We have a responsibility to the community to raise awareness of the issues young British Muslims face. There’s so much taboo and stigma around them. To give you an example, pornography addiction has risen over the years. Last year there was a month when about half of our enquiries were about pornography addiction (50 percent were men and 50 percent were women). People don’t speak about this in the community, especially when it comes to women. It is important to go out into the community and talk about these issues to bring them to life. We run workshops, go to schools, mosques, community centres and youth clubs. Anywhere we can get to. We do as much training as we can to raise awareness and to help young people help each other. If you are a young person the first person you would look to for support is a friend, but then as a friend how do you deal with your mate who has an eating disorder? We run training in peer listening so young people are confident in supporting each other. Success for us is that a young person finds someone and somewhere for support, whether that's because their friend is talking to them or because they have been talking to us or another helpline we’ve referred them to. It's not just numbers of calls for us; it's about how much we're helping people who we don’t even see.
You’ve been the director of the charity since September 2018. What have you been working on in this time?
I actually started as a volunteer counsellor back in 2001 and was part of the first training batch of volunteers when Mohammed started the helpline. We were the guinea pig generation, the first trainees on the helpline. I started as a helpline worker and then went on to become a supervisor before joining the board of trustees. I stopped volunteering in 2008. I returned to the charity in 2018 as director. The organisation was struggling and it was at make or break point. I’ve spent a lot of my career going into organisations and getting things started again.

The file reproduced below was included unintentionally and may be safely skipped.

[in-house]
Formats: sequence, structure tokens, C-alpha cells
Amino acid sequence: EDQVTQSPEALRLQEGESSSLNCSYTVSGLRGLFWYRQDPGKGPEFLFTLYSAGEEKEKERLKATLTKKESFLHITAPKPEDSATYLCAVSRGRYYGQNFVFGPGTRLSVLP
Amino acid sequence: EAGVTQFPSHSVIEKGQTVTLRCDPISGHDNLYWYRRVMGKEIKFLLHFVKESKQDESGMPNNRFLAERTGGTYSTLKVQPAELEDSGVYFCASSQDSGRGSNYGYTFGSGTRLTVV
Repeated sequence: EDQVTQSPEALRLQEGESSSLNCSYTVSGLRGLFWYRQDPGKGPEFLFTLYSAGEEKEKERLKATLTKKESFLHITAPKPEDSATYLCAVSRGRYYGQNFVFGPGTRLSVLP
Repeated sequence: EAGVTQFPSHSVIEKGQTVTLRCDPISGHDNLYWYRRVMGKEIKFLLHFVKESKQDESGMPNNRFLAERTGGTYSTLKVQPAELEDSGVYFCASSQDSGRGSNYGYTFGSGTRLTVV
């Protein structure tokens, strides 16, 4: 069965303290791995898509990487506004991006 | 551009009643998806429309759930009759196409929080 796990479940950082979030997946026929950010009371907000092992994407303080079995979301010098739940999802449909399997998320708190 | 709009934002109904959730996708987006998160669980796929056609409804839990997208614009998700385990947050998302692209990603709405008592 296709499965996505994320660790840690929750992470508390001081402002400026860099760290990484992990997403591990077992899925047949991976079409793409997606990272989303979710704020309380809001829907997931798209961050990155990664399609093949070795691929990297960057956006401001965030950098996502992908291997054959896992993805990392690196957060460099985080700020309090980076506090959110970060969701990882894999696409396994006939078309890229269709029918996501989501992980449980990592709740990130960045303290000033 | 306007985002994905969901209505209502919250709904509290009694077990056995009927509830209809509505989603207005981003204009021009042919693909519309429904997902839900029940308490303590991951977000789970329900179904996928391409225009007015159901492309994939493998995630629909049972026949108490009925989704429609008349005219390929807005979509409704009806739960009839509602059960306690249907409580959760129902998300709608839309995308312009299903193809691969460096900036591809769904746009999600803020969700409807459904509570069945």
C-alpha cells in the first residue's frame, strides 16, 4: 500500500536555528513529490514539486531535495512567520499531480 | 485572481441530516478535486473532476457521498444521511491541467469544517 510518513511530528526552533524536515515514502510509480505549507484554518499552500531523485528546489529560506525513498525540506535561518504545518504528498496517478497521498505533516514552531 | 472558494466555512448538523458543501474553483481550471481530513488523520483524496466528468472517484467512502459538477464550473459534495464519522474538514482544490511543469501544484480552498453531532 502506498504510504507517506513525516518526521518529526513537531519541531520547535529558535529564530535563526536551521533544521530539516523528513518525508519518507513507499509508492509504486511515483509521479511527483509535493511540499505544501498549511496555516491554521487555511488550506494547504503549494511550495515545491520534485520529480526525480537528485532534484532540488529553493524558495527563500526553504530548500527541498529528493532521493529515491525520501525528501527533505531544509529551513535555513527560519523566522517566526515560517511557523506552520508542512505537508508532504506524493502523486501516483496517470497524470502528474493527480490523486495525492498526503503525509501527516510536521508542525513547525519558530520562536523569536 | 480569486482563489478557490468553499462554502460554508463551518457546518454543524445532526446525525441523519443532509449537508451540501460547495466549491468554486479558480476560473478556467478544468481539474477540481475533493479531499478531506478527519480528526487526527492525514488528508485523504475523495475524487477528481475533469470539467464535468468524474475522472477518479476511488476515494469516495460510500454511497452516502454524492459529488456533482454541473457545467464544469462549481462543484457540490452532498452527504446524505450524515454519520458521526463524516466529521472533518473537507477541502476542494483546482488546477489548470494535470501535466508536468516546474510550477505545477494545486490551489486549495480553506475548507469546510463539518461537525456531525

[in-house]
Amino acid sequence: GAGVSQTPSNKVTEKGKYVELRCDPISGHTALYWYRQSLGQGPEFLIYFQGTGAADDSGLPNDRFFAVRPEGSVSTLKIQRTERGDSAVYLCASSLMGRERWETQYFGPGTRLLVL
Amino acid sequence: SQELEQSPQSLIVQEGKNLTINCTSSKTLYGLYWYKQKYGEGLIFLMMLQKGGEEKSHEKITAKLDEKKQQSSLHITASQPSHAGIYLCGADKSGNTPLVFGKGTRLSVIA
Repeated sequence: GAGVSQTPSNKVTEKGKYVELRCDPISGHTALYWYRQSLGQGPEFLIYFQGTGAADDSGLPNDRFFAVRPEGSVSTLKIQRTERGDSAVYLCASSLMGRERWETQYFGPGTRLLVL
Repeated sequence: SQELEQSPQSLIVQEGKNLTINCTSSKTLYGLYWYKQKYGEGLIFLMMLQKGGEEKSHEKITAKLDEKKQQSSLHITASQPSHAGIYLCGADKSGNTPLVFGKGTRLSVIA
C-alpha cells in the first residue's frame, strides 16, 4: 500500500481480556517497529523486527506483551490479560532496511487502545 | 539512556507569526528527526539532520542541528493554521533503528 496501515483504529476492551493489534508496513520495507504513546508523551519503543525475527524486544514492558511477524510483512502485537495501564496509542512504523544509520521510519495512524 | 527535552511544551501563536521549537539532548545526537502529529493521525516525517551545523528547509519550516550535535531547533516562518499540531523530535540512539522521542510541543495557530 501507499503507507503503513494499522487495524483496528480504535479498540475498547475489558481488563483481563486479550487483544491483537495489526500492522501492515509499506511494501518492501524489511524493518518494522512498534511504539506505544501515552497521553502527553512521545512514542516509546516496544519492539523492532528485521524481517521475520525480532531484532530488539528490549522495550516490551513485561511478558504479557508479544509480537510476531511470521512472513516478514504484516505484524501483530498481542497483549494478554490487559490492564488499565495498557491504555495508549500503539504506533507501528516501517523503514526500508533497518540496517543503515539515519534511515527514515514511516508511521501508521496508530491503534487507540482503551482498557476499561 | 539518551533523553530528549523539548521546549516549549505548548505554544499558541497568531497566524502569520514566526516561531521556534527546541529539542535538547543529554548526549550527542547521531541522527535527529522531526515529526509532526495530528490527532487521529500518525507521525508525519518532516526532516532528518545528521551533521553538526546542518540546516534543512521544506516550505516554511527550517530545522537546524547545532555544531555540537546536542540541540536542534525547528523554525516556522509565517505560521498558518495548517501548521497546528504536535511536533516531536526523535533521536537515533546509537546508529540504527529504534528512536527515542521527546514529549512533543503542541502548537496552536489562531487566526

The biggest thing we’ve been doing is building a team. Wherever you work the people you work with make the biggest difference to your lives. They are the people you see the most. As part of this, we wanted to make sure that we’re providing a really good service. We closed the helpline temporarily — which was tough, as at that point it had been running consistently for 17 years, but we felt we had to stop and think about what kind of service we are building.
We wanted to make sure we are user friendly and client led, so we ran focus groups with young people and carried out surveys to find out what they need. One of the biggest changes to the helpline was the opening hours. The young people said they would like to call between 4pm and 6pm when their parents aren’t around. It seemed so obvious when they told us, but we had been opening at 6pm when their parents get home. We changed it and lo and behold every single day the phone rings at 4pm.
Also, when I joined as director there weren’t really any young volunteers so you couldn’t call it peer counselling or peer listening. The helpline needed to be youth led. We had to think where we could find people. Young people needed to see that they can come to the organisation, have an opinion, be heard and do things. We’ve been training young people and they are starting to take ownership. That I think has been the biggest change.
We also recognise we’re a tiny small fish and there are lots of organisations out there with similar aims. We’re doing a lot of cross promoting with other organisations such as the NSPCC and Beat (the eating disorder charity). The NSPCC is coming to give us safeguarding training and we’re going to be running a training session for them on culture and the issues we see among young Muslims. It’s really good to be able to reach out to people and say "why don’t we work together on this".